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Opinion

  •  In each community in Kentucky there is a division of labor in the institutions we, as residents, rely upon.

  •  While our congressional leaders and our President get a few weeks off to recharge their batteries, we expect they are hearing a few choice words from their constituents.

  •  Officials with the Bullitt County Public School System got a little good news last week.

  •  FRANKFORT – It has been a little more than a decade ago since the General Assembly revamped the state’s adult education programs, a high point in the legislature’s ongoing efforts to improve the classroom from preschool to the workplace.

    While a lot of work remains, the past decade has been exactly what we had hoped. In fact, from 2005 to 2009, adult education enrollment grew by 30 percent – faster than any other state over the same period. There are now about 40,000 citizens who are helped academically each year.

  •  While it seems like just a few days ago when classes dismissed for the year, today is indeed the first day of classes for the Bullitt County Public School System.

  •   FRANKFORT - For some 23 million students nationwide, the school day begins and ends with a trip on a school bus. Unfortunately, each year many children are injured and even killed in school bus related crashes.

    Last year, Kentucky had 985 school bus related crashes resulting in 278 injuries and four deaths. With school starting in many communities, KSP Spokesman Lt. David Jude is urging motorists to be alert for loading and unloading school buses.

  •  Summer is winding down, and soon local students will be headed back to school! Chances are, you still have some major “back-to-school” shopping to get done. Whether your child is headed to grade school, high school or college, the Better Business Bureau has some Back-to-School basics.

     

    When shopping for anything from new attire to electronic items, BBB has these tips to help you be a savvy back-to-school shopper:

     

  •  A potential of 1,000 jobs or a group of upset church members...what weights the most?

  •  In recent years, reusable water bottles have taken on stylish new looks, but making a fashion statement pales in comparison to the value of the life-saving role fluids play in reducing risks from too much summertime heat and humidity. 

  •  It is an interesting proposal which has proven to be successful in other communities.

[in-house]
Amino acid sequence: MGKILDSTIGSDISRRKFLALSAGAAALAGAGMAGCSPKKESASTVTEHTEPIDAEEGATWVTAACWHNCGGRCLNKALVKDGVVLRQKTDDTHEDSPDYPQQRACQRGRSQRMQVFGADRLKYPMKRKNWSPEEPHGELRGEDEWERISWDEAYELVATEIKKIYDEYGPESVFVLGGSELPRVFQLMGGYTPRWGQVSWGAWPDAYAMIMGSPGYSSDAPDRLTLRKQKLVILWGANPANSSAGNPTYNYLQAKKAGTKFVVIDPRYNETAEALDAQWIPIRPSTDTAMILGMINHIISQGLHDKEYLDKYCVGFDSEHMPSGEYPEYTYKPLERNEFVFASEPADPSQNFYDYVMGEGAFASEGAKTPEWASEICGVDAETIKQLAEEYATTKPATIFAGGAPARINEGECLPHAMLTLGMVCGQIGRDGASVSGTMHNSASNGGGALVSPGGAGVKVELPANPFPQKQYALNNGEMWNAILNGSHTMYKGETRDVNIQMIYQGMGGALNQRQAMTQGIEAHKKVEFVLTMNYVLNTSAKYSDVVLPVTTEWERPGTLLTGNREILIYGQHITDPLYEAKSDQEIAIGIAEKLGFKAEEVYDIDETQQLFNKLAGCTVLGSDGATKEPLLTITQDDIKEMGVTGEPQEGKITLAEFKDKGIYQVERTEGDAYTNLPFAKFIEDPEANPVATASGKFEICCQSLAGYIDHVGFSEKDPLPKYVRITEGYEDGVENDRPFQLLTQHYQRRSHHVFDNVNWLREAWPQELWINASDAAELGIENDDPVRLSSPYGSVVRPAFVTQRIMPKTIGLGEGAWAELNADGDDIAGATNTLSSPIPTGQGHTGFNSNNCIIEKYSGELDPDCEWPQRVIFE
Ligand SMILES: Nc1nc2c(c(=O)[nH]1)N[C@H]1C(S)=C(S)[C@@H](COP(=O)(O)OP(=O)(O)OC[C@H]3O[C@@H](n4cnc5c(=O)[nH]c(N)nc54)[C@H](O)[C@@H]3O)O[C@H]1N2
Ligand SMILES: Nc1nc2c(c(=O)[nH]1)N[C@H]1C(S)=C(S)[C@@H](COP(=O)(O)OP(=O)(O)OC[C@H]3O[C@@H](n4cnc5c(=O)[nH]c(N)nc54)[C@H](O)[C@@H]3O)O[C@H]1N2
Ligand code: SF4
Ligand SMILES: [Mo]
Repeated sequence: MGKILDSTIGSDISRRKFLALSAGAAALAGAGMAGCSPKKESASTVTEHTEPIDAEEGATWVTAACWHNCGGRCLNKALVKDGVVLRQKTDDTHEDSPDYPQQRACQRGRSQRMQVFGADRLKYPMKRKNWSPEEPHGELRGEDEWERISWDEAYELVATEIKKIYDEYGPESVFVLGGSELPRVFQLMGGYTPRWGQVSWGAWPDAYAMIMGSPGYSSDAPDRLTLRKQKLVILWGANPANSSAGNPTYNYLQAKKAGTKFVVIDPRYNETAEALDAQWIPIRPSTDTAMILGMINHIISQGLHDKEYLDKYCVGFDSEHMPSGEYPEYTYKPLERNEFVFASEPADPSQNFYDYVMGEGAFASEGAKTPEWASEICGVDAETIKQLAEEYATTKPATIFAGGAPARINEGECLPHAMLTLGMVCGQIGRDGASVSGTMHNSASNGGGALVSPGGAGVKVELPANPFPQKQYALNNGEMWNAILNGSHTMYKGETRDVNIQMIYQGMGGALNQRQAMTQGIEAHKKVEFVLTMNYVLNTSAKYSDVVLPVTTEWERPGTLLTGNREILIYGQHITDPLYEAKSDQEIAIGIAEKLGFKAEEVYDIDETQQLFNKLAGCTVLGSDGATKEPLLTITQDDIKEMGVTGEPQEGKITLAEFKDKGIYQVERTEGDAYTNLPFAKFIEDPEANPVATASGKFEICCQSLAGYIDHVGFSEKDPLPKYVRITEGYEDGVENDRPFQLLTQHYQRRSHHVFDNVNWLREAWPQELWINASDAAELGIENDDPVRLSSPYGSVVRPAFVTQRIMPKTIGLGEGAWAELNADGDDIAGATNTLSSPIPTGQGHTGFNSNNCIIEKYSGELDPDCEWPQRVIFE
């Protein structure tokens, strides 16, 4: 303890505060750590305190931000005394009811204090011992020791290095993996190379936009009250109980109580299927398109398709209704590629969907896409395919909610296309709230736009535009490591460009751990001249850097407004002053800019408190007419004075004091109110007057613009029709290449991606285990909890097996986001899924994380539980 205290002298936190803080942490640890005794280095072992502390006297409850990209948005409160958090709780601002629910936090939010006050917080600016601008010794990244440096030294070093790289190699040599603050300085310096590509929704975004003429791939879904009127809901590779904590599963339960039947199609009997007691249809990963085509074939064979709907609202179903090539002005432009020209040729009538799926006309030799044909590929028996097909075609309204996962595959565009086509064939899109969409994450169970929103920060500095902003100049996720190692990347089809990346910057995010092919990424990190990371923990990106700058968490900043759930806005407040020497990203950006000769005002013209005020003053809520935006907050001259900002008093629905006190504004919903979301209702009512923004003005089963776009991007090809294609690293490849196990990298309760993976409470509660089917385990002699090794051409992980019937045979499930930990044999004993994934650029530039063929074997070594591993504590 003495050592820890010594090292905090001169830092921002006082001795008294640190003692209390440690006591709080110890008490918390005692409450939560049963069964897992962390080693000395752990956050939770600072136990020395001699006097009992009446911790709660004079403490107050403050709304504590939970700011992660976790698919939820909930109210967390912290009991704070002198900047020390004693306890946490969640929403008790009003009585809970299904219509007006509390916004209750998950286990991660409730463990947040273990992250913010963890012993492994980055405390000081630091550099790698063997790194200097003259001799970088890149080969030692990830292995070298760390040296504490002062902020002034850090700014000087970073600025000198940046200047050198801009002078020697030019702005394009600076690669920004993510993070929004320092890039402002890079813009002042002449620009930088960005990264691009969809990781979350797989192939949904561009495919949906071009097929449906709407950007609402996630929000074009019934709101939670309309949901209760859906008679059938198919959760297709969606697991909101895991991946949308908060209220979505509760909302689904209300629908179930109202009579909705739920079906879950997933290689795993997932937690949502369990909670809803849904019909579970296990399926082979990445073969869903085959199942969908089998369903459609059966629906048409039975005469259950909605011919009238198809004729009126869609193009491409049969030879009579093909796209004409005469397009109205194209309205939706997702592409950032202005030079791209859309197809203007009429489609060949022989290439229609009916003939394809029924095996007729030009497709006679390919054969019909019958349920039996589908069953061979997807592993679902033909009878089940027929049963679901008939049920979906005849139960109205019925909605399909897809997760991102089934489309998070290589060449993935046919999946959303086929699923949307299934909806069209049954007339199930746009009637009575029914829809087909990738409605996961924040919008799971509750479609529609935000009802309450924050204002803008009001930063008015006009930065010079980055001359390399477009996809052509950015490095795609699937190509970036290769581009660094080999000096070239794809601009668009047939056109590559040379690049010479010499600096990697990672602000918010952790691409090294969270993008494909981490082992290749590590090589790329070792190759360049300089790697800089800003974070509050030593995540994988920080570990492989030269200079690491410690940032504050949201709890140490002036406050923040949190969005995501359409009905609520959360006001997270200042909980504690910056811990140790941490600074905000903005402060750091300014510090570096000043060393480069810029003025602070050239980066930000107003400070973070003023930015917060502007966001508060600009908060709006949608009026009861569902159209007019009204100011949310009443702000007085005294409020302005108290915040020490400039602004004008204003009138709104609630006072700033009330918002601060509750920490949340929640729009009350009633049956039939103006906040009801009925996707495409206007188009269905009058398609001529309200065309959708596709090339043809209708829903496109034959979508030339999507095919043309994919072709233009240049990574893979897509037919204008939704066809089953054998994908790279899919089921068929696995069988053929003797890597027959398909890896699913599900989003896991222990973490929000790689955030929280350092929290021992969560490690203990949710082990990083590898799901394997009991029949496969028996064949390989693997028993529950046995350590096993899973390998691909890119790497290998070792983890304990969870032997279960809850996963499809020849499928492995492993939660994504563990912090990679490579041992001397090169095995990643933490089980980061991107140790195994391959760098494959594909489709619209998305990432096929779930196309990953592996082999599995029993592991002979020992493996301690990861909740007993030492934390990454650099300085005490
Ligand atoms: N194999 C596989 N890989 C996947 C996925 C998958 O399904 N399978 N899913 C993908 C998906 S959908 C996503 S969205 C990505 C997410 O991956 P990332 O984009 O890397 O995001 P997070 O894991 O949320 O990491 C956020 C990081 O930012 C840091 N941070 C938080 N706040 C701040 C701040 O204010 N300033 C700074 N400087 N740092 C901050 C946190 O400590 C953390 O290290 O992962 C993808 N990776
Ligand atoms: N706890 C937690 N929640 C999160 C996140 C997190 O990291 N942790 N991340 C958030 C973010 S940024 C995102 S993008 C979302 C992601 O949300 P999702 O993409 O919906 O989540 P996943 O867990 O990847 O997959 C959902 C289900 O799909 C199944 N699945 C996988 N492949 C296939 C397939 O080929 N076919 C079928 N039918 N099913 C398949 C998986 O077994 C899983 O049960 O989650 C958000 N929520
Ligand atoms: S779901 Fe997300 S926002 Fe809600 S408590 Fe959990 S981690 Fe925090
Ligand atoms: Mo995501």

•  Obesity is a growing problem in the United States. And that is not just a catchy headline.

  •  In the world of “no-brainers,” Bullitt Fiscal Court was correct in jumping into the Substance Abuse Program offered by the state corrections cabinet.

  •  If I were going to run for office, the office that I would run for would be the school board, district four. Due to my background in social work, my main focus would be on the alternative school in Bullitt County.

  •  Some government agencies enter this new fiscal year with a smile on their faces.

  •  Check out the latest scams and bad business in BBB’s July 2011 Hot Topics!

    1.    Grandparents Scam – Local grandparents are getting calls from scammers who are pretending to be their grandchild, or an authority figure saying their grandchild is in trouble outside of the country. The scammer says the grandchild was in an accident or arrested and needs money wired for help. Grandparents are losing thousands of dollars from this scam.  

  •  The biggest one-day event in Bullitt County will return for its 10th occasion.

  •  On behalf of the Bullitt County Family YMCA staff and Board of Directors, as well as the Bullitt County Chamber of Commerce, I’d like to say thanks to individuals and companies who made the wonderful work conducted at the swimming pool beside Bullitt Central High School possible.

  •  When the clock strikes midnight tomorrow, another fiscal year will come to a close.

  •  OK, the economy still stinks and gas prices are higher than we would like.

  •  Better Business Bureau has learned that Sylvan Learning Center of Elizabethtown, Ky. has received reports of two men selling “Sylvan” books door-to-door in Hardin County.

    The men are wearing name tags to look like official representatives of the organization, and one even told a consumer he was “an exchange student from Florida,” trying to legitimize sales.